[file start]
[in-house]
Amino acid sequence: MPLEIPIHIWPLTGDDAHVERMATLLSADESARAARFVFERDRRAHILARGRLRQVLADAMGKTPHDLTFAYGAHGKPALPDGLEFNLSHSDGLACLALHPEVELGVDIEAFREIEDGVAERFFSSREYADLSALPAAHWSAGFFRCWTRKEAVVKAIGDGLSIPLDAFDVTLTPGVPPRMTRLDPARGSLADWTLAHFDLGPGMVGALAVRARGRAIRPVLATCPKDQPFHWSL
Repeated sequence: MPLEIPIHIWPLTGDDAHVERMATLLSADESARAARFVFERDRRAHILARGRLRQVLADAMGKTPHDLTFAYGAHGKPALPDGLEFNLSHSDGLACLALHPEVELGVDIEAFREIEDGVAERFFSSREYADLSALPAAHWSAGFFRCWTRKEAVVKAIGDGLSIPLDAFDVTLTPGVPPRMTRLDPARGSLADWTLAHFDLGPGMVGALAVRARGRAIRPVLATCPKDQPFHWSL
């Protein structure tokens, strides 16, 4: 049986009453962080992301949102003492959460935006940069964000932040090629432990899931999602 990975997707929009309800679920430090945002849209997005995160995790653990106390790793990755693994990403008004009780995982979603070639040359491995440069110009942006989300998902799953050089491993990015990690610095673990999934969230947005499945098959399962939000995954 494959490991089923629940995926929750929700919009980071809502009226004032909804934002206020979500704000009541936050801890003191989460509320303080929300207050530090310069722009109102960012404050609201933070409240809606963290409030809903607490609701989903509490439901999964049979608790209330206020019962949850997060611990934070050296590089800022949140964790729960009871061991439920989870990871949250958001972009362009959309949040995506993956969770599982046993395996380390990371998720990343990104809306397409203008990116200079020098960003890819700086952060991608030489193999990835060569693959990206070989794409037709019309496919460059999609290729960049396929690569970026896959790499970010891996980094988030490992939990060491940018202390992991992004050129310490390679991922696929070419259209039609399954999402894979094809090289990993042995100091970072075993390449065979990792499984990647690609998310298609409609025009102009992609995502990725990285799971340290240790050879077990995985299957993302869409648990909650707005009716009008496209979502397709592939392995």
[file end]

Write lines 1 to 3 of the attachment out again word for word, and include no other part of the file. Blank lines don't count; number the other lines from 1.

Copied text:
[in-house]
Amino acid sequence: MPLEIPIHIWPLTGDDAHVERMATLLSADESARAARFVFERDRRAHILARGRLRQVLADAMGKTPHDLTFAYGAHGKPALPDGLEFNLSHSDGLACLALHPEVELGVDIEAFREIEDGVAERFFSSREYADLSALPAAHWSAGFFRCWTRKEAVVKAIGDGLSIPLDAFDVTLTPGVPPRMTRLDPARGSLADWTLAHFDLGPGMVGALAVRARGRAIRPVLATCPKDQPFHWSL
Repeated sequence: MPLEIPIHIWPLTGDDAHVERMATLLSADESARAARFVFERDRRAHILARGRLRQVLADAMGKTPHDLTFAYGAHGKPALPDGLEFNLSHSDGLACLALHPEVELGVDIEAFREIEDGVAERFFSSREYADLSALPAAHWSAGFFRCWTRKEAVVKAIGDGLSIPLDAFDVTLTPGVPPRMTRLDPARGSLADWTLAHFDLGPGMVGALAVRARGRAIRPVLATCPKDQPFHWSL